No fewer than 129,000 Volkswagen vehicles registered in Switzerland were affected by the emissions testing scandal, the company’s Swiss distributor, AMAG said.
The ban, by the Swiss Federal Roads Office, would be on all Volkswagen group cars with diesel engines that contain software created to cheat pollution controls and includes its VW, Audi, Skoda and Seat brands.
As part of VW’s action plan to solve the crisis, AMAG said a plan to retrofit the affected cars would be presented to Swiss transport authorities in October.
The importer said owners of the impacted vehicles will be individually contacted about technical solutions to correct the emissions problem and dates will be set for getting the work done at different dealerships.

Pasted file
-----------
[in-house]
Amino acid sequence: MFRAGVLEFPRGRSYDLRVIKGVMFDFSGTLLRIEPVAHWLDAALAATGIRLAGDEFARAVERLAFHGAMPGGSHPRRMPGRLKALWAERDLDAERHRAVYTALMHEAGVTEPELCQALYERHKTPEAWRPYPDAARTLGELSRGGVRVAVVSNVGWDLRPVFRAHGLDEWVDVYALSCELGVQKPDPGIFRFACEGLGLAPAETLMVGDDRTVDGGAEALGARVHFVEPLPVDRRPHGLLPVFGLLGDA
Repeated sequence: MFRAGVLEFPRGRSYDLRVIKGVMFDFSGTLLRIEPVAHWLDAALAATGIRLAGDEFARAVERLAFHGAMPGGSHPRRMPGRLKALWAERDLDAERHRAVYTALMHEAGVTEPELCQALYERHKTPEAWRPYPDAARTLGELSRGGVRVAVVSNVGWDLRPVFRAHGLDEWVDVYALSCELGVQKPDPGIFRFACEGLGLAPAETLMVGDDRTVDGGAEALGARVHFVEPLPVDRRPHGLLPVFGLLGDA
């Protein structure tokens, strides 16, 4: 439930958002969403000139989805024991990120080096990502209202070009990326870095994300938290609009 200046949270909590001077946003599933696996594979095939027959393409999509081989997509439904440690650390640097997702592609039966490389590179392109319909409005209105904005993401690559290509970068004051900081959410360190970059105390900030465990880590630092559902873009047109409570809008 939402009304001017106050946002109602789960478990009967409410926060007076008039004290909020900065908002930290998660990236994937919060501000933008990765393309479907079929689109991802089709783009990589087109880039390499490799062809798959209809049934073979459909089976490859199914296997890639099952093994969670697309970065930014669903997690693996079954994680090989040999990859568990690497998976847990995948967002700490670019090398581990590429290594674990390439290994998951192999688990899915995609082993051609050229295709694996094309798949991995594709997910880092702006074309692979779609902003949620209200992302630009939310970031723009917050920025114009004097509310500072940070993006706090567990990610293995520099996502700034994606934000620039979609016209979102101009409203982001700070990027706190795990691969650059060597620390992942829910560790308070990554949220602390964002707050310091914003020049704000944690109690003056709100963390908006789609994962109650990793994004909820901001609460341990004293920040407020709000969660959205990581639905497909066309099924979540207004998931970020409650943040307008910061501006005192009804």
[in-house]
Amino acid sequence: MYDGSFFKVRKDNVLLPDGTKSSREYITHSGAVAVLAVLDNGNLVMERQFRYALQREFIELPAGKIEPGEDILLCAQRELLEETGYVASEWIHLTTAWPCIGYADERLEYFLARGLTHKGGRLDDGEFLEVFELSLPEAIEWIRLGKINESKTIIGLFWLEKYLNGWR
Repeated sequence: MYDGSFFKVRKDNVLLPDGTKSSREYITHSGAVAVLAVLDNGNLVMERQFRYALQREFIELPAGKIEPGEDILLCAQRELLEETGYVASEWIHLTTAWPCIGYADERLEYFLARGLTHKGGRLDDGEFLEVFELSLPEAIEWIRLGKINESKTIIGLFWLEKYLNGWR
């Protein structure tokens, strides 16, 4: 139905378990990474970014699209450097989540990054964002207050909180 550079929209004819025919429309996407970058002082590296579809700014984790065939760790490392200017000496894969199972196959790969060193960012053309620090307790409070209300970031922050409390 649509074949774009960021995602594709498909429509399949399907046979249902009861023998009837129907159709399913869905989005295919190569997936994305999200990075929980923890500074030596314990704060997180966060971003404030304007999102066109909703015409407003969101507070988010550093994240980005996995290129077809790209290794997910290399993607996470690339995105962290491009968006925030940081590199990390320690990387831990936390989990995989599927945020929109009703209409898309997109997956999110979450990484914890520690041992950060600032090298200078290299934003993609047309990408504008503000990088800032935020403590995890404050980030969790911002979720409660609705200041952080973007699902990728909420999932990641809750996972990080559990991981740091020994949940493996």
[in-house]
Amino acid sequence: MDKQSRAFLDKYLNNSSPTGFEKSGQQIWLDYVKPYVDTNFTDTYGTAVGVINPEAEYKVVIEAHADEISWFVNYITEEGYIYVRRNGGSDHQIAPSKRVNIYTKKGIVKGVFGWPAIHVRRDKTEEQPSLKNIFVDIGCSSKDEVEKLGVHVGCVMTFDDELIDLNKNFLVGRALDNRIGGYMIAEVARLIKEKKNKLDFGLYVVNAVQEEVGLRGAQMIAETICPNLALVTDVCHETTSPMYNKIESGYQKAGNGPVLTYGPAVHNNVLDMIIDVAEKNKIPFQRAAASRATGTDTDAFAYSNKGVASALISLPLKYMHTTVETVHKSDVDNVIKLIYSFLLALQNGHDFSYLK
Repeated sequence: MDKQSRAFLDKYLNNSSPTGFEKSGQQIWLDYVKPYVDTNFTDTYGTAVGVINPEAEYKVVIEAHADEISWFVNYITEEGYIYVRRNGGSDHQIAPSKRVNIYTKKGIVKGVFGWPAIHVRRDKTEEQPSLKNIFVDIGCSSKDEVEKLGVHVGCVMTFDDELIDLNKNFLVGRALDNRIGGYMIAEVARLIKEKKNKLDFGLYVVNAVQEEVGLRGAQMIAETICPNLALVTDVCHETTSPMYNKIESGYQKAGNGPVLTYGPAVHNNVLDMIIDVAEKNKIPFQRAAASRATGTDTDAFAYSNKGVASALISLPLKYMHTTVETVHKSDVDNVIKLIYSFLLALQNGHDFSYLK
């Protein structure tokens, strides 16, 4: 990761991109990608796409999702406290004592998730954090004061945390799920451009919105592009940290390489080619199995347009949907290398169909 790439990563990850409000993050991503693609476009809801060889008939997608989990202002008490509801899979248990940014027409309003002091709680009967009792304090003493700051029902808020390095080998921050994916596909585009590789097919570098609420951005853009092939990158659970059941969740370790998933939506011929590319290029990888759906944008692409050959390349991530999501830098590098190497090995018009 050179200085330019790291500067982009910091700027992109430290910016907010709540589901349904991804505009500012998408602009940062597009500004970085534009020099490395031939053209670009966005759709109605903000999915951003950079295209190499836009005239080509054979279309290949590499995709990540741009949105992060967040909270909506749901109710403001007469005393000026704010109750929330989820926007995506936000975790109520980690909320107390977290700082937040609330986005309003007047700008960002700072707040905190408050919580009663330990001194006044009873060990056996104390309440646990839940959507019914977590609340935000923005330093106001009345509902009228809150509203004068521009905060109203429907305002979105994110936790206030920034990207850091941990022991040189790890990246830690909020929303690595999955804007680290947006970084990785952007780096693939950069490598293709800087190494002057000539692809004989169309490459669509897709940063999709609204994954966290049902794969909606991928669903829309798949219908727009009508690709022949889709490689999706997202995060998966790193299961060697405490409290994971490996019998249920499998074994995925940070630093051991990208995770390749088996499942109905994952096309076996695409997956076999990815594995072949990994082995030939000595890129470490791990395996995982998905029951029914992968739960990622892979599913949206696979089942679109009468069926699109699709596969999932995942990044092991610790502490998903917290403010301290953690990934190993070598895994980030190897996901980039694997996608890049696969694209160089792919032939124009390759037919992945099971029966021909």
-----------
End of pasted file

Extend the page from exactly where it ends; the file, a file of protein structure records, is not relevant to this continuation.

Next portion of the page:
Volkswagen has issued a profit warning and disclosed a €6.5 billion ($7.27 billion) charge to earnings to cover the costs of addressing the matter, although US fines could be much higher.
It added that cars impacted by the scandal remain mechanically sound and roadworthy. It was revealed that VW had fitted 11 millions cars and vans with systems to pass emissions tests.
Cars already registered in Switzerland could still operate.
“Manipulation should not happen and I am sure that Volkswagen AG will do everything to resolve this incident and to improve the processes in the future”. On 18 September 2015, the US Environmental Protection Agency served a notice on Volkswagen alleging they had used an emissions-compliance “defeat device” on some of their cars.
A new boss for VW was announced on Friday, with Matthias Mueller replacing Martin Winterkorn resigning after the initial story broke.